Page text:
Gustav HOLST (1874-1934)
Savitri (1908) 31.20
Dream City a song cycle (orch Colin Matthews) (1929)
Philip Langridge (ten/Satyavan)
Stephen Varcoe (bar/Death)
Patrizia Kwella (sop) (in song cycle)
Richard Hickox Singers
City of London Sinfonia/Richard Hickox.
HYPERION Helios CDH55042
The bargain range catalogue is not what it was. It is so much better.
Rare Holst now joins the Naxos recording of the even rarer orchestral music.
Savitri is a chamber opera - typically intimate and in general approach the
very antithesis of 'good old Wagnerian bawling'. It is another legacy of
Holst's Sanskrit phase. The Orphean story of Love outwitting death and reclaiming
the deceased husband through guile is a common enough theme. Supported by
G. & I. Holst Ltd and the Holst Foundation this recording bears up well
against the ancient (1965) ARGO version in terms of pellucid clarity and
a most imaginatively conjured orchestral contribution. Vocally there are
drawbacks. Both Langridge and Varcoe suffer from a modicum of vibrato which
curbs an outright recommendation. Palmer and the choir however are ethereally
airborne in Welcome Lord and pace the occasional patch of squawl add
sheen to a lovely musical event. Aah! had Holst only lived until 1958 like
his great friend Vaughan Williams! In summary don't pass up any opportunity
to hear the Decca version but don't disdain this superb event. The Decca
is worth finding on 430 062-2LM. It features Janet Baker (mezzo); Robert
Tear (tenor); Thomas Hemsley (bass), Purcell Singers and English Chamber
Orchestra/Imogen Holst. This also offers Choral Hymns from the Rig Veda (III),
The Evening-watch, and the Seven Bridges Partsongs. Holst is not quite the
original he is claimed for in this work for the quiet stratospheres of
Rosenkavalier and even a little Wagnerian bombast are present if
Humbert Wolfe (1885-1940), a much under-rated poet, was popular in the 1920s
and in the 1970s you could pick up most of his collections in second-hand
bookshops at ridiculously low prices. He is a sentimental writer and surely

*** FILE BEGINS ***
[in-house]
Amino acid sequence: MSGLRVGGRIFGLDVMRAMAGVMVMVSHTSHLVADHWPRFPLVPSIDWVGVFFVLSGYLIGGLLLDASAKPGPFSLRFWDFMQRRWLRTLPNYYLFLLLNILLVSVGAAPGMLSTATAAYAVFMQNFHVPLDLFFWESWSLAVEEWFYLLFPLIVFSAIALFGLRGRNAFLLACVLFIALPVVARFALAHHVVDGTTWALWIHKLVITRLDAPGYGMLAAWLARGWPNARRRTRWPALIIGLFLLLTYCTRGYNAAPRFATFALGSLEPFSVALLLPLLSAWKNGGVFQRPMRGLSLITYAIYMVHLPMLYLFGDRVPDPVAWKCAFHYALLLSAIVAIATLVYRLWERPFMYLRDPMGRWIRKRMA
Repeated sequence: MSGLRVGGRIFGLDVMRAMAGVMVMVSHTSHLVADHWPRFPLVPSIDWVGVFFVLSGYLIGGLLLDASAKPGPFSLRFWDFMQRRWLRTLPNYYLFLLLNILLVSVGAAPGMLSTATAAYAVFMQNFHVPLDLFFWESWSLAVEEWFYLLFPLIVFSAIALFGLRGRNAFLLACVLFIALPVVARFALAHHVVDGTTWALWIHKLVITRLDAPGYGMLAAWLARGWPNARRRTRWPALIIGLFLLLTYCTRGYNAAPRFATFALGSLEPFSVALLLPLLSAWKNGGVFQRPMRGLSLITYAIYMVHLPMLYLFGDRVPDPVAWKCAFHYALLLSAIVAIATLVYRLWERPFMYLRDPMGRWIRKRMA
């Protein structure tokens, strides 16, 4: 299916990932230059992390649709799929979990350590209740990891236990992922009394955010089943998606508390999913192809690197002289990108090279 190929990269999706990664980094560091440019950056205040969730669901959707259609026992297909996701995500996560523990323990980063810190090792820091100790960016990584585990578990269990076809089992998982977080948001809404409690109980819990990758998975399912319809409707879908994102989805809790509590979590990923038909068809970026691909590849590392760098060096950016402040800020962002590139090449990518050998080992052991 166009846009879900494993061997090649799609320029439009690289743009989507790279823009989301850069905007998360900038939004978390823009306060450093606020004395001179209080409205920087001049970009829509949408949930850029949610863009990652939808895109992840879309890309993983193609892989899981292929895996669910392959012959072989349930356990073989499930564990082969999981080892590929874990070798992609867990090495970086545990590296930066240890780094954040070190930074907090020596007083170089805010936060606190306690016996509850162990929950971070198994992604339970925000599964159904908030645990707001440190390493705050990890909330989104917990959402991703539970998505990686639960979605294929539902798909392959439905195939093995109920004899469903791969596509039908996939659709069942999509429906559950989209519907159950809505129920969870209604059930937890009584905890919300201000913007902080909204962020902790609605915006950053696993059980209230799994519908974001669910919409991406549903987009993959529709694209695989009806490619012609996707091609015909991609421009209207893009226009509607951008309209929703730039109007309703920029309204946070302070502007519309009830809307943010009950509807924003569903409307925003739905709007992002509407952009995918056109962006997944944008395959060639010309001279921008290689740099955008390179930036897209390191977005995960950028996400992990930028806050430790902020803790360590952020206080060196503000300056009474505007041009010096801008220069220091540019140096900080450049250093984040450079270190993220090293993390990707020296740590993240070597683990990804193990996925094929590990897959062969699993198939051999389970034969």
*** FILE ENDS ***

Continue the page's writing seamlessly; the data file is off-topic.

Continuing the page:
his work touched chords with the generation of the bereaved who lived through
the post Great War period. Colin Matthews has drawn together these ten Holst
settings into a cycle. Holst never intended this but who are we to want to
complain when such riches are displayed for easy access. Kwella is extremely
good: strong and vulnerable. She sounds remarkably opulent in Persephone
in which Matthews clearly has Holst's Choral Symphony in mind.
In A Little Music one can imagine this song as a jumping off point
for Barber's Knoxville. Indeed these songs would well suit Dawn Upshaw's
voice. Those who know their Szymanowski or Czeslaw Marek orchestral songs
or Ravel's Sheherazade need not hesitate. Holst must surely have known
Warlock's Curlew to have written the bleakly and desolatingly tearful
Journey's End. The finale is Betelgeuse which can be thought
of as an analogue of Neptune in the planets. Its extraordinary text,
feeding the science fiction of the 1920s, is remote and chillingly lovely
- you need to look forward to Vaughan Williams' Vocalises (soprano
and clarinet) of 1958 or further forward still to Hovhaness's Saturn to find
again anything so starrily remote and fine.
The pause between the end of Savitri and start of the song cycle is
too short. Silence has its advantages.
Full texts and notes in the booklet.
A strong recommendation. Well worth your fiver. Compelling for the songs.